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Knowing Dunedin is one of the most statistically safest cities in New Zealand will bring no solace to the families involved in the tragic death of Ryan Court at the weekend.
Nor will it bring comfort to the family of the man in hospital with a fractured skull who was injured after an assault near the cordon put in place following the death of Mr Court.
Dunedin Mayor Dave Cull speaks volumes when he says, at times, he does not feel comfortable near the Octagon.
But he also admits he does not visit the Octagon very late in the evening.
The Octagon is Dunedin's main gathering spot for social activity in the city.
It has a plethora of bars and restaurants with a wide variety of choice available.
Police say they are concerned the two ''alcohol-related'' incidents resulted in serious harm in a short space of time in the area.
They are right to be - and so too should everyone else in our society.
Earlier this year, the Otago Daily Times published an in-depth series - ''Booze control: Stop and Think''.
The message was excessive drinking changes the way people act.
The solutions to alcohol-related problems rest with individuals, and we urged people to take responsibility for their actions.
Judge Kevin Phillips highlighted the issue in the Queenstown District Court during his sentencing of a 21-year-old labourer who admitted injuring another man with reckless disregard in an incident at a bar in the resort. His comments included an appeal to the community: ''We have ongoing violence in bars in Queenstown ... every weekend serious violence. When are we going to stop condoning it?''
It appears not many of us listened.
Television advertisements - which have gained something of a cult following with the ''yeah ... nah'' theme of being offered, and refusing, more beer - have not had the impact hoped, it must be presumed.
Heavy drinking, in which violence seems to feature, continues to be part of a night out for many. There is no easy fix, because responsibility lies with the drinker.
Changing alcohol laws is a first step, but in the North Island, we see grocery chains prepared to take a local authority through the courts to preserve the right to sell alcohol past the authority's imposed deadline.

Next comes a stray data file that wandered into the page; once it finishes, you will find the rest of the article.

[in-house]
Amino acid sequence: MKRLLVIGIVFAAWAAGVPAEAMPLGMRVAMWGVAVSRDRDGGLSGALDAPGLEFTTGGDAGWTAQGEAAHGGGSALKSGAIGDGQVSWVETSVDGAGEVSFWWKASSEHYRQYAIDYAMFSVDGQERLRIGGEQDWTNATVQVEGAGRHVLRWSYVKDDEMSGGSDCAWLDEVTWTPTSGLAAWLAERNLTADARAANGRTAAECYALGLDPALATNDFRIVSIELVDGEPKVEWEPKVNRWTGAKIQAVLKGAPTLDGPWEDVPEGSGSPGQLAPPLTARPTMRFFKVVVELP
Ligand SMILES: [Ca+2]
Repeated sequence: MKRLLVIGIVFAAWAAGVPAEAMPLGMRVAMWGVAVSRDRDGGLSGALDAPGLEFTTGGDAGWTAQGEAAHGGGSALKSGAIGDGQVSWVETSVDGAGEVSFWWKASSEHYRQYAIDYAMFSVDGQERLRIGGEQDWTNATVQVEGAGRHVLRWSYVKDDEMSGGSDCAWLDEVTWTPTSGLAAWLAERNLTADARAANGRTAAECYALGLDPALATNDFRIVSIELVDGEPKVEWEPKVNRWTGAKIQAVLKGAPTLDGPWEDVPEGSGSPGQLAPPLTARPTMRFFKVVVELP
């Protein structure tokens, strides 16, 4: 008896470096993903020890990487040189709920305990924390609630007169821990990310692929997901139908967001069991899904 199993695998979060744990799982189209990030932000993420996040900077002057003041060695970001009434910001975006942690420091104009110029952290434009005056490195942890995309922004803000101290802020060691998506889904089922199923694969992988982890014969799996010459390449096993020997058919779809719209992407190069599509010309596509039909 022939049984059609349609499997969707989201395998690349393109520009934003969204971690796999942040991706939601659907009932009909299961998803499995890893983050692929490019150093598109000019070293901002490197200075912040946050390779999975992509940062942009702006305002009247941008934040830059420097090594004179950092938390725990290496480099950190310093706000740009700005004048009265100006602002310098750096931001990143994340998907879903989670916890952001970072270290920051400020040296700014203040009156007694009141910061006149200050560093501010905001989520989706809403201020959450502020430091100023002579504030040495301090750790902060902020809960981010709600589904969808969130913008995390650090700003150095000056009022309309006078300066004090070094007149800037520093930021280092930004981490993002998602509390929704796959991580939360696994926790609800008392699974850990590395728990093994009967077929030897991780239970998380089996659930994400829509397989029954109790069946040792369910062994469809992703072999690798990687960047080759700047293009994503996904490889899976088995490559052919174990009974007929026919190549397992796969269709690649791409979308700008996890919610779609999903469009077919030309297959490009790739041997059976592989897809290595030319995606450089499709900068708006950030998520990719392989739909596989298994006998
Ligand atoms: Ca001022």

Should those grocery chains then be called responsible citizens?
Heavy drinking and violence is not something new.
Back in 2003, then associate health minister Damien O'Connor was championing an increase in the alcohol levy to fund a programme to help dependent and hazardous drinkers who needed support and assistance to reduce or stop drinking.
Mr O'Connor, still a Labour MP, said binge-drinking was pervasive in New Zealand, and not just among youth.
One of the slogans paraded over the years has been it's not the fact that we drink that's the problem; the problem is how we drink.
How many people has that reached?
Court reports from around the region in this newspaper in recent times have been headlined ''Teen likely to be jailed for assault'', ''Trio charged with assault'', ''Man jailed for nightclub attack'', ''Punches alleged'', ''Assault in Octagon'', ''Doorman hit over head with bar stool'' and ''Man charged after assault on holiday-maker''.
Again, this is nothing new, but sadly the message just does not seem to be getting through.
Appropriate use of alcohol is everyone's responsibility and people need to ensure they are enjoying themselves in a way that will not result in harm to themselves or others.
There will be some who go out with the express aim of getting ''liquored up'' and causing mayhem and violence.
For the rest, personal safety and responsibility is becoming a serious issue.
Considerable effort needs to be made to convince everyone that it is time to take personal responsibility and show some restraint.